Friday August 18th 5:00-7:00pm - Borealis Green Room
This is an advanced pysanka-writing class and will be very difficult for beginners. Please contact the teacher if you cannot divide an egg on your own or have limited practice using a kistka to discuss ways to modify the class for your skill level.
In this class, we will explore the exquisite, detailed patterns that set the Hutsul folk pysanky apart from other folk pysanky in Ukraine. The Hutsuls are an ethnic group that continued to practice the art of writing pysanky throughout the Soviet era due to their isolation in the Carpathian Mountains and still practice the art today.
Famous also as artisans in ceramics and textiles, their pysanky are well known for more complicated divisions andusing animal motifs such as deer and horses.
Many of these intricate designs were the inspiration for the traditional diasporan (immigrant) and modern pysanky produced across the globe today.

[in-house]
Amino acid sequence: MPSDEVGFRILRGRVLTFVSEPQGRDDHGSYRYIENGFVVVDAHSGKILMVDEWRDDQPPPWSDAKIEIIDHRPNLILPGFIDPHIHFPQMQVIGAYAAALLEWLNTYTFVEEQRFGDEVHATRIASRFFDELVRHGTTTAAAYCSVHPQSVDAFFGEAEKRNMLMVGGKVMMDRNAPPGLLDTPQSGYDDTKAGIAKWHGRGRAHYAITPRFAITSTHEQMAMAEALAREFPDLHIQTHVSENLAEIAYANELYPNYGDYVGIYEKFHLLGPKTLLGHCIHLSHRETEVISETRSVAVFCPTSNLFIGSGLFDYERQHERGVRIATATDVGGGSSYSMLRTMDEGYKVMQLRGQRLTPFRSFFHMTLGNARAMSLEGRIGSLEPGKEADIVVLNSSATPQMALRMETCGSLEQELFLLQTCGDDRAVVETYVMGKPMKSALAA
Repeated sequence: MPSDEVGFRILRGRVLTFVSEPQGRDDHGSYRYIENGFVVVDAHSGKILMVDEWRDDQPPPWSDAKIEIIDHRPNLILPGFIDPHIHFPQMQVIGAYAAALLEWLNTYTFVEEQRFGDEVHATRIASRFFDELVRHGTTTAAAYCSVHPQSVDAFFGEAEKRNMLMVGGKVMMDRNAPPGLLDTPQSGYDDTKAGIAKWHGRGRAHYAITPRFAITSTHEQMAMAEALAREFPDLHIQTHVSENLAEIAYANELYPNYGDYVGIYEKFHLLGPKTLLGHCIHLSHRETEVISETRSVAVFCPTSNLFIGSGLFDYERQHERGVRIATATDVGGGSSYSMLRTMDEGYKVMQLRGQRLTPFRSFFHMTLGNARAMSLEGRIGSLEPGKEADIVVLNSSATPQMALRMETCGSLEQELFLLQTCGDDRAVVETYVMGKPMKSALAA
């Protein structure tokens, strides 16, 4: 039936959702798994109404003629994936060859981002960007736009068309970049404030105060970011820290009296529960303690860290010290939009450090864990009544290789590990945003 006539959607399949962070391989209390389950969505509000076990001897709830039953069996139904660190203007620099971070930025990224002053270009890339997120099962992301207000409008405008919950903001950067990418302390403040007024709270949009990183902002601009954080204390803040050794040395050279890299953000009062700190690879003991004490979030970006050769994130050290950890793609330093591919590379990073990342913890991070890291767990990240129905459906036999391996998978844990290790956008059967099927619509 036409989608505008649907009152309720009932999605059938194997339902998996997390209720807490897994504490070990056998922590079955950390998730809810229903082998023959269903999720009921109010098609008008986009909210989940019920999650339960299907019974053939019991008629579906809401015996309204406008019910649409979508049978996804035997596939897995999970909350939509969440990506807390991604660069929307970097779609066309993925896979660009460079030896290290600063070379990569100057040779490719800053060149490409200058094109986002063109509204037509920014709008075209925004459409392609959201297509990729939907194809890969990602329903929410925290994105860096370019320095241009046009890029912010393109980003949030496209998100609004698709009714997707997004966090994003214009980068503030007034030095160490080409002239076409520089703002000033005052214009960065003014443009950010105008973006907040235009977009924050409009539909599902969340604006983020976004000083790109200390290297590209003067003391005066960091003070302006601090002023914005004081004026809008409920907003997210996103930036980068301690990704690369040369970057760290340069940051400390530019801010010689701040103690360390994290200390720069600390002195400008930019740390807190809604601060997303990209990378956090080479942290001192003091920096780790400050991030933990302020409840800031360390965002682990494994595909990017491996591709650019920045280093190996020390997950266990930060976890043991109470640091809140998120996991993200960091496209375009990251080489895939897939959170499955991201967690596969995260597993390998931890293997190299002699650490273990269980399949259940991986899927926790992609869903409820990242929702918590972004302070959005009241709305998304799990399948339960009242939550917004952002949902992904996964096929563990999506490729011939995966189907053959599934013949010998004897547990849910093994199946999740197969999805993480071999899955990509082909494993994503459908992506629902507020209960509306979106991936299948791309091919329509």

After a short introduction to Hutsul motifs and divisions, students will begin their own design in class from scratch.
Instruction will be provided for specific divisions and motifs with strategies for measuring and writing.
Cost: $25 CAD per student plus $4 material fee. Please pay in CAD or USD cash equivalent for this workshop at the registration table Thursday morning.
$4 can be dropped if you don't want to keep the print materials
Maximum: 12 students
I’m a fourth generation Ukrainian American through my mother’s side. I currently live in Scranton, PA, where I teach and research as an assistant professor of microbiology at the University of Scranton. I study the molecular evolution of bacterial growth and morphology.
I have been a teacher at various pysanka retreats since 2015, including PysankyUSA and POTR. I teach several classes including history, drop-pull technique, Sorbian technique, and Hutsul pysanky.
I learned to write pysanky at a very young age (probably 4 or 5) and have done it ever since every Lent with my mother. When I moved to Chicago for graduate school, I started writing pysanky on my own and it soon became a year-round endeavor. I now try many techniques and sell pysanky online and one or two times a year at fine art shows. I write mainly traditional and diasporan designs, and my original designs often fall in the diasporan category as well. My favorite eggs to write on are chicken eggs, but enjoy working with duck eggs when they are behaving.
You can see my work by following my blog <www.pysankypower.wordpress.com>, my artist page "Amelia Randich" on Facebook, or my Instagram @ameliarandich.
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